Mac Marginalization: Real Estate
Mar. 31, 2009
Apr. 3, 2009
Apr. 29, 2009
Apr. 30, 2009
May. 1, 2009
May. 4, 2009
Jan. 23, 2010
Feb. 16, 2010
Feb. 17, 2010
Feb. 24, 2010
Mar. 25, 2010
Mar. 31, 2010
May. 1, 2010
May. 3, 2010
Jun. 5, 2010
Mar. 10, 2011
I'm disappointed, but not hardly surprised that this is still an issue nearly three years later.
We had just started the process of abandoning Windows when we got the news that Rapattoni's latest abomination would only work with IE - the slowest, buggiest, most insecure of the major browsers.
The ONLY reason these clowns are able to get away with this kind of crap is because of the lack of competition. Most of us are effectively locked into one MLS system, and couldn't change even if we wanted to. So, of course Microsoft woos Rapattoni with attractive terms, just to ensure us agents don't stray to far from the pack.
Century21 at http://www.century21.com - click on Map Tool, and you are told to use IE or FireFox. Changing the user agent in Safari doesn't seem to help, and FireFox shows a blank map. Ah, the map is by "Microsoft"!
I guess they don't want any of those nasty Mac users moving into their
I am a new agent. I have used macs for years and am presently operating
with Parallels and XP. I can not stand this inferior system; it is buggy,
klunky and doesn't work predictably. Suggestions? Please...
I am also a new real estate agent and a loyal Mac customer, dumbfounded by not only the indifference of the technology component of the RE industry to the Mac platform, but the seemingly hostile negligence in making sites and software for anything other than Windows. These people can not only be idiots... for example , the website for the broker testing organization in my state ONLY works on IE, only on Windows. Not IE maybe on a Mac, but IE ONLY on Windows. WTF? It's not 2001. Are these people from Mars? It is obviously a deliberate marginalization.
Seems like gradual improvements are emerging, but the workarounds and
configurations noted in posts prior to mine seem overly complicated and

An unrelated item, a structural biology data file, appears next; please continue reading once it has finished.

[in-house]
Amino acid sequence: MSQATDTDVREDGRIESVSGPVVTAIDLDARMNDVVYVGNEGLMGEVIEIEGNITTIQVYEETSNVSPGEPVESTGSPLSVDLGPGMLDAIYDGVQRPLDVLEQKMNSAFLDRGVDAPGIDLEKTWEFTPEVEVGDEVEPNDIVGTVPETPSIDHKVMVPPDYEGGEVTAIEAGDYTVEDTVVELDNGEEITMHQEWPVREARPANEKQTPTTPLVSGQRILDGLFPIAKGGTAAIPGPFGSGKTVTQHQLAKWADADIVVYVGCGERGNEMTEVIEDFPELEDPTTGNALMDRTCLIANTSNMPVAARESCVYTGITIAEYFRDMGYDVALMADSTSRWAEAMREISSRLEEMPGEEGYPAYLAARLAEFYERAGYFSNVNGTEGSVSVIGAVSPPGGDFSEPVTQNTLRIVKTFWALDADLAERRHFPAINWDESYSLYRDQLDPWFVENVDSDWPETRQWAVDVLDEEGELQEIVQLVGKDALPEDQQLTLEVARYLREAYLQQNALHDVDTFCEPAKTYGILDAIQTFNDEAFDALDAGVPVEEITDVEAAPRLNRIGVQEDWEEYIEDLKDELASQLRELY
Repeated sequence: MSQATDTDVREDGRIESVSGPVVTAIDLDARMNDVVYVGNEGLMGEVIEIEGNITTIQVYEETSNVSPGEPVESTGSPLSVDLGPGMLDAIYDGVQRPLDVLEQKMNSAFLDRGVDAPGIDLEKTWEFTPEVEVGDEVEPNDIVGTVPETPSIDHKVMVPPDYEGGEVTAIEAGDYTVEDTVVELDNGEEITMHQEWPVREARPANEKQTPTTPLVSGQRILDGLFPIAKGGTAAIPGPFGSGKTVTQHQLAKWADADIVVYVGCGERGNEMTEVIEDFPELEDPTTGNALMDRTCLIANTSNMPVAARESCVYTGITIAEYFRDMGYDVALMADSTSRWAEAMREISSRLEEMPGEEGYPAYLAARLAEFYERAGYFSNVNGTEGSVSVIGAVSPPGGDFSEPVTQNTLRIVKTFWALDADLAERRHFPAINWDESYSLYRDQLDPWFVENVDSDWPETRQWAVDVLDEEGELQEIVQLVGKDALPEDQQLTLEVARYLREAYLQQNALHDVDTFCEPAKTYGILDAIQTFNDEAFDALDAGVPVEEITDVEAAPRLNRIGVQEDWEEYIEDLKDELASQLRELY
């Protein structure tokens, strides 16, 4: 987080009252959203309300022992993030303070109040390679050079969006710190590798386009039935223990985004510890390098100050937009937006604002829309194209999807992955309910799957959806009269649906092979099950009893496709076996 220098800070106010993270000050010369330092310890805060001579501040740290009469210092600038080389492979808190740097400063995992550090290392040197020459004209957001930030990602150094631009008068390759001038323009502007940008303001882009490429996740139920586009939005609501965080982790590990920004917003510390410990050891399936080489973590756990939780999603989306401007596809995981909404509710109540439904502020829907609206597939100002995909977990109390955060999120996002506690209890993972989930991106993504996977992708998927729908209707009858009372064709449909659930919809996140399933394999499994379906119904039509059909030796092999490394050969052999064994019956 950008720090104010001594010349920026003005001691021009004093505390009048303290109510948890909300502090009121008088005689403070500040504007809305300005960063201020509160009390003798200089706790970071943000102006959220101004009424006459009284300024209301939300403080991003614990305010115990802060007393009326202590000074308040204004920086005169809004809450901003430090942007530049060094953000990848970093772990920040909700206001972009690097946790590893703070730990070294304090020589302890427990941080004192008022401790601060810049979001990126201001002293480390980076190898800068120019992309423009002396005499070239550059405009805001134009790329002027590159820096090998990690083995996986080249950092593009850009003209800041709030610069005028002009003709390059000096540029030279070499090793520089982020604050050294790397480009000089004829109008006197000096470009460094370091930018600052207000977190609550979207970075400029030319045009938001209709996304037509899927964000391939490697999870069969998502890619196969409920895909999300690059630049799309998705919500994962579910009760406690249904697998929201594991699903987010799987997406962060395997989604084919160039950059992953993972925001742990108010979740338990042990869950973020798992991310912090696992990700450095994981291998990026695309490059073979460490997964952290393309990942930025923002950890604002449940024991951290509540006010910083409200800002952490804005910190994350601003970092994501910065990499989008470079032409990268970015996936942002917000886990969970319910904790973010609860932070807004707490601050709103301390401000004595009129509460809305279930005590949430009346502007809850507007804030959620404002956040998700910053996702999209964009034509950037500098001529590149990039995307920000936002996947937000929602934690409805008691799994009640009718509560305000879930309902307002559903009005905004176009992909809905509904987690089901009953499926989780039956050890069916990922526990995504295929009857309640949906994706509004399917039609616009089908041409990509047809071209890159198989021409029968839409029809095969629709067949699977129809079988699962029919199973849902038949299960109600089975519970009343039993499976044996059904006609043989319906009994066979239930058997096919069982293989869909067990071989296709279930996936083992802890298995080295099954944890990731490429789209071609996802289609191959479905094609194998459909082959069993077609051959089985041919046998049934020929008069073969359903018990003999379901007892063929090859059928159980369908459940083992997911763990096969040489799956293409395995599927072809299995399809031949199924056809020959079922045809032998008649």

full of hassle for the layperson. Preferring Macs includes enjoying ease
of use and not worrying about the maze of workarounds described above.
Who knows though I may have to bite the bullet...
If the broker testing is state-administered, check with your your states attorney or a sympathetic Assembly person about the government requirement for open access. That is, all state testing via the web *must be* platform-agnostic. It may take time, but the site may be open to lawsuits if they are not compliant with state and federal law.
Caveat: Your state may not have such a law at this time, but the Feds do, and if your RE broker license is a federal requirement, then the online broker testing site must meet federal regulation.
Just a thought to ponder.
The Windows-only, Microsoft-product-only prejudice in Real Estate has been around for at least 15 years. My father ran a company that had a very functional in-house 4D database running on Macs. The local board put out tenders for a computerized MLS system and the only options were totally Windows-centric. If his company's 4D database had been capable of dealing with the existing PC base, they could have competed with the product being sold to the board.
There are niche marketing software development people. They thrive on
niches were the users are not capable of creating competition. Their
products are usually customized databases. This same model kept
terminal-accessed mainframes in business well into the PC era in the
80's. There is real potential here for a Mac/Unix person who has
database expertise to branch out and take on accounts with an
any-computer, anywhere web-accessed product. Part of what these niche
marketeers sell is "fool proof" systems that require minimal tech
support. Sounds like the web to me.
As a realtor in Arizona and a paying member of state a local members groups. I have written several letters to our association and ARMLS to no avail.
Funny thing is that the majority of realtors are using Mac nowadays.
Thing is that the board members are too stupid to know how to counter web designers and their agendas to keep Macs out of the systems.
Our new MLS system that we just switched to, however, works better on Apple Macs than the [***] Windows machines....
I know that iPhones are very popular with realtors, and I wonder how
accessing and modifying their listings with their iPhones is even
feasible, if it's so difficult to do the same with a Macintosh? You would
think that the anti-Mac bias in Real Estate would be seriously under
attack because of the iPhone's popularity...
Our state (Wyoming) has had the same Windows-centric problem. I have several clients who either ran VirtualPC or bought a cheap windows box just to run RealFast (forms) and the MLS database. They've been complaining to their organization (fruitlessly) for lo these many years. That's why my one client was recently so happy when we got RealFast working under Crossover.